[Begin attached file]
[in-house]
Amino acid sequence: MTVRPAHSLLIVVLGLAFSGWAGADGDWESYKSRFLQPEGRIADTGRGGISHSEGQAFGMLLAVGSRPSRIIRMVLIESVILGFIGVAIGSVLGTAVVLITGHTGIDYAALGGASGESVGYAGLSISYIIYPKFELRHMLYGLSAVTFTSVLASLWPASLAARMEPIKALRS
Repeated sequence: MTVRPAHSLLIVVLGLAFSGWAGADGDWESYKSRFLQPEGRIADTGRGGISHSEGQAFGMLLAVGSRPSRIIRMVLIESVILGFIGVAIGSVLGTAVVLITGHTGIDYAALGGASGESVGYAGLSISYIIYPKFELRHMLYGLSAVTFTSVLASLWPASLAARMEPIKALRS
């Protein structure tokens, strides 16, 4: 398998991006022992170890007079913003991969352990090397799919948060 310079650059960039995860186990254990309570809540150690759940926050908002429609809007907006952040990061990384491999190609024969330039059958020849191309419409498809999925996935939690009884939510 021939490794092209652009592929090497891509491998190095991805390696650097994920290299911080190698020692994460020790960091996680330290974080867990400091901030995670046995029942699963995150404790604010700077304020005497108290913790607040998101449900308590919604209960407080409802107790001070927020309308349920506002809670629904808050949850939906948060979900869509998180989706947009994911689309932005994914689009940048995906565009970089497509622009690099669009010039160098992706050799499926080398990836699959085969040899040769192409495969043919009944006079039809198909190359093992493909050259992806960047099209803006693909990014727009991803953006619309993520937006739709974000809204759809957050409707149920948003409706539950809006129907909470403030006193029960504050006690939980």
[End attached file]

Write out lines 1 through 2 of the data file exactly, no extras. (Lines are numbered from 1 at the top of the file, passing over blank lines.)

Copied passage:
[in-house]
Amino acid sequence: MTVRPAHSLLIVVLGLAFSGWAGADGDWESYKSRFLQPEGRIADTGRGGISHSEGQAFGMLLAVGSRPSRIIRMVLIESVILGFIGVAIGSVLGTAVVLITGHTGIDYAALGGASGESVGYAGLSISYIIYPKFELRHMLYGLSAVTFTSVLASLWPASLAARMEPIKALRS